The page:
Somewhere along the way, Geiszler just started to... grate. He liked to think he was the bigger man, but as much as he tried to tell himself that Geiszler was an idiot, was reckless, was a man-child, and was involved with his sister in some way, he still found himself attracted. He was then upset that he found the man attractive, because it was inappropriate at best, but Geiszler was disgustingly charismatic.

It was only too easy to find fault with the man's methods - over-eager, but not sloppy - his demeanor - over-familiar - and the fact that he rose to the head of the soft science side of K-Science in only a few months. There was enough there to let the animosity stew, but even as they bickered, even as they escalated to their first full-blown yelling match over the weapons armaments on the Mark II (they had both, in the end, been wrong) they still worked.

There would have been so much less problem if they weren't professionally compatible. The professional was supposed to be filled with true or false, correct or incorrect, not... not whatever it was that lurked in his own heart when it came to Dr. Newton Geiszler.

It didn't help that Geiszler always called him 'Hermann' with a sort of warm familiarity that Hermann never invited.

Geiszler made him a better scientist, that was the most galling part; Hermann knew the same could be said of him, that he forced Geiszler to think harder and work harder, but the truth was that they... connected, and sometimes, on very rare occasions, he thought Geiszler might have been flirting with him. Nothing blatant, but enough to sour him for days. It was just charisma, the man probably could have slept with half his students if he put his mind to it.

"Dunno man," Geiszler said, doodling on his tablet as it was reflected on the 3D display a few feet away - where Geiszler had his feet propped up. "Breach physics. Why are you asking me?"

"Because you actually have taken some high end physics, and I cannot stand Rabic," Hermann answered, matter of fact. "Don't pretend you don't know the maths well enough to follow."

Interestingly, Geiszler didn't even recommend his father, which likely spoke to his connection to Hermann's sister, but was still a nice absence.

"Alright, fine." Geiszler leaned in, stretching his legs and then tucking them under himself in a way that Hermann could only envy. "Question 1, really the only question that matters: wormhole goes in, wormhole doesn't go out. Marshal Pentecost has hit that thing with everything from nukes to submersibles, and we don't get a damn thing, it just... bounces off."

"Every observation of the Breach says the same thing: there is a Breach, we should be able to penetrate it, and yet here we are, denied access." Hermann glowered at the readings, which said that the wormhole they were looking at should be two way. It was not monodirectional, and yet they didn't have the data to prove it. "Thousands of tons of Kaiju comes through it every time!"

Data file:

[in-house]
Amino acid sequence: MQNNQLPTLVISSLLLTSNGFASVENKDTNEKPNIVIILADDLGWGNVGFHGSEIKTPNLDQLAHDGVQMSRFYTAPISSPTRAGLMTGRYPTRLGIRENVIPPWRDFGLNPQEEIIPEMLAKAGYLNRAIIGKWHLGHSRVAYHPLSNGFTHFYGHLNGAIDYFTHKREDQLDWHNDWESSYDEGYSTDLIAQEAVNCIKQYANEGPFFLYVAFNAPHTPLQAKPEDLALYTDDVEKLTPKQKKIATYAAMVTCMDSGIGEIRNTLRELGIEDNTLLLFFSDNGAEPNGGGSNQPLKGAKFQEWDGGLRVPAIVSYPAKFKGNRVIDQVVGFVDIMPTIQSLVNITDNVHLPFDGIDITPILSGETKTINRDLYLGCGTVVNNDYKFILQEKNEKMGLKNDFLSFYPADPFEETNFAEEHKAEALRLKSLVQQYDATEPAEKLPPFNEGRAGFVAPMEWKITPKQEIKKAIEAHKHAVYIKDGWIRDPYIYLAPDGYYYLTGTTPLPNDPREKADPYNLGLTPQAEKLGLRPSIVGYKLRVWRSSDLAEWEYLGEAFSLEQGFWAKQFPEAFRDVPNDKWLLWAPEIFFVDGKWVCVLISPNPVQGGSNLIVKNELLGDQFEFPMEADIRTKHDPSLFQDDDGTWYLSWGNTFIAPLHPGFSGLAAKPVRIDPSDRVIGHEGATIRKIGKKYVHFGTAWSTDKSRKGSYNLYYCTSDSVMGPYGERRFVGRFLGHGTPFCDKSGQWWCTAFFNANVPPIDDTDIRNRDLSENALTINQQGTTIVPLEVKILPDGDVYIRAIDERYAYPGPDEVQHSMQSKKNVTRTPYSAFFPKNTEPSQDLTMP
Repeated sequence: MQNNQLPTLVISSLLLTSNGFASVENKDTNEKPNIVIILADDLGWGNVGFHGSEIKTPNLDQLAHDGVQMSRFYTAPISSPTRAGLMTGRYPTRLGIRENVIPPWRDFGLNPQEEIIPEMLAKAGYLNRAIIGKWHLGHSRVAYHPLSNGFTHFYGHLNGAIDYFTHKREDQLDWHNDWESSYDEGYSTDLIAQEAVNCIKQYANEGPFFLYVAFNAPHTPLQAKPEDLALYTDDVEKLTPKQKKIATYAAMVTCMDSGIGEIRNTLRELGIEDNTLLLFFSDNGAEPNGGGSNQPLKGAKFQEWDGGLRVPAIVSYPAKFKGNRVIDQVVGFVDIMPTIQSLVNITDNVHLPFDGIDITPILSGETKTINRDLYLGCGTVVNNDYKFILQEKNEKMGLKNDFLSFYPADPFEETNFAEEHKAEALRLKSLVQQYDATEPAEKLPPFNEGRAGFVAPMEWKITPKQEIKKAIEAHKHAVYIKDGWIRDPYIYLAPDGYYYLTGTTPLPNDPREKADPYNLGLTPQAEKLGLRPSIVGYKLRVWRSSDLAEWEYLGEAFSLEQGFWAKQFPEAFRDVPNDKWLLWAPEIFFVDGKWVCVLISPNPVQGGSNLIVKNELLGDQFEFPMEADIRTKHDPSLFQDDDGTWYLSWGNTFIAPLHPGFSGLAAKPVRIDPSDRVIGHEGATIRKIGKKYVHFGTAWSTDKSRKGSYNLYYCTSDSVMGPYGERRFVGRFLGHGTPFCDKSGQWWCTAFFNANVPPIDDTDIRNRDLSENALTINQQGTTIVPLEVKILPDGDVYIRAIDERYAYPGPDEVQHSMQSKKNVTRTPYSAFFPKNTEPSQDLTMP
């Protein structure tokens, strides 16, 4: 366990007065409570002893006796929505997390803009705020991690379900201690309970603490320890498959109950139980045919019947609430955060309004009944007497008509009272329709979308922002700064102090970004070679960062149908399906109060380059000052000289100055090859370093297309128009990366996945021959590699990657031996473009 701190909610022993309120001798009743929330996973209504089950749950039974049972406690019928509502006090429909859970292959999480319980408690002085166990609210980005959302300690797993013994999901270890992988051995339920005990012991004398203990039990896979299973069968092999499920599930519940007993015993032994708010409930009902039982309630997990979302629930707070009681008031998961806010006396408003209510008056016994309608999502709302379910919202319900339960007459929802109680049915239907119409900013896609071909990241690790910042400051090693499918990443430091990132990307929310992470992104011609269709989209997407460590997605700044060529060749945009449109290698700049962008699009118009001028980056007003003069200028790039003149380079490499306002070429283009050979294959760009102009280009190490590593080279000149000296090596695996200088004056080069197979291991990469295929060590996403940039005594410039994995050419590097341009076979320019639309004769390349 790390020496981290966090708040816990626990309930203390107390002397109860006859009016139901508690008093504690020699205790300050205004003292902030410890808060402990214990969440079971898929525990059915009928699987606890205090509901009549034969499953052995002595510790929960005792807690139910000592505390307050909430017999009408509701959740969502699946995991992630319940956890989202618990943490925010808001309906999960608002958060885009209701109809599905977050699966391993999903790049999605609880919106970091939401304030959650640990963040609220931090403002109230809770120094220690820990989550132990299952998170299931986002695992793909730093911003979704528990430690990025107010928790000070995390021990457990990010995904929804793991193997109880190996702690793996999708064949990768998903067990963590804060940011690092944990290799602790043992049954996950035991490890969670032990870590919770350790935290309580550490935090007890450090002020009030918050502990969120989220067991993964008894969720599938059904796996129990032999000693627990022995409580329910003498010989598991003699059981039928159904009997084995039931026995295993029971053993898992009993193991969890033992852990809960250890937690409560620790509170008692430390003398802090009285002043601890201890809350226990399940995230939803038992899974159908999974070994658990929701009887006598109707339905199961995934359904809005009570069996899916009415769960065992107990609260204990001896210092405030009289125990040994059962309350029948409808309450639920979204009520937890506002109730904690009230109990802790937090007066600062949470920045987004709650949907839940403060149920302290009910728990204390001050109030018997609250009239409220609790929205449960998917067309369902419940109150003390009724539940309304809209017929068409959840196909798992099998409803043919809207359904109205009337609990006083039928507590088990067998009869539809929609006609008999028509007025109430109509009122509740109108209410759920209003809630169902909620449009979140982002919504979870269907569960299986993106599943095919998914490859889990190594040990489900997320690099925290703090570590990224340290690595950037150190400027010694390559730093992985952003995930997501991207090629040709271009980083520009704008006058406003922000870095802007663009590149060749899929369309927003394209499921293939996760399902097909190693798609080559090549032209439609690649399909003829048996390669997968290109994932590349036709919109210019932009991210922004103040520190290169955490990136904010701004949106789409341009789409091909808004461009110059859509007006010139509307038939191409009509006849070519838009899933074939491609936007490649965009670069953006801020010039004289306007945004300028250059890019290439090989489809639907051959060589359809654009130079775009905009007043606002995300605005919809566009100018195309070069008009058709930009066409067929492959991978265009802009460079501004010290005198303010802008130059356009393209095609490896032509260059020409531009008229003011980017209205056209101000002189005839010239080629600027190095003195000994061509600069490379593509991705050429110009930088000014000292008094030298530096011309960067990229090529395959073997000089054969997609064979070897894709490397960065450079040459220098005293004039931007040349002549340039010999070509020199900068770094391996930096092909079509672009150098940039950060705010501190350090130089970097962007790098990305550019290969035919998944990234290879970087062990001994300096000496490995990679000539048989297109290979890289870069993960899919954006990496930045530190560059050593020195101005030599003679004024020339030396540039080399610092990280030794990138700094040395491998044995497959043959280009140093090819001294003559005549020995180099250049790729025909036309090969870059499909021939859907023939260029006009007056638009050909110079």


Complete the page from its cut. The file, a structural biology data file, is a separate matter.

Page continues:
"Maybe we should buy it dinner first." Geiszler stared at the diagram, and then when Hermann didn't respond he turned and looked at him. "What?"

"Must you be so crass?"

"Oh come on! That was a joke." Geiszler waited, and when he received no positive reply he gave Hermann a disappointed huff. "Look, maybe there's something the Kaiju are doing on the other side that triggers the opening. Maybe if we... could chase a Kaiju back to the Breach we could see it leave."

Hermann gave it a moment's serious thought. "They're so animalistic, though. Do we even have a concept of whether or not they are aware they have entered an entirely different plane of existence?"

"Of course not!" Geiszler said in response, hands flailing. "They seem to maybe be hunting and gathering, but they're omnivorous, and it's not like there's big game for them to hunt... but they always seem to go for populated city centers."

"Statistically anomalous given the coastlines," Hermann answered. "You've hypothesized noise pollution."

"I pulled that out of my ass and you know it."

"Well as long as you admit it wasn't scientifically rigorous."

The two of them sat, staring at the model, considering. Geiszler really had nothing, and neither did Hermann, but there wasn't anything wrong with trying to bounce ideas back and forth. The Kaijus had been coming from the Breach for years now, and one never knew when inspiration might strike.

"Doctor Gottlieb!"

Hermann's head shot up, and he frowned. He didn't think Geiszler had ever called him by his title, not even the day they had met, and it was odd to hear the name from him.

"Newt!" He glanced to the door only to find Karla standing there, leaning against the door frame. Her hair had grown out since he'd seen her last, long enough to fall down past her shoulders and then some. "I expected to have to track you down. And it was supposed to be a surprise."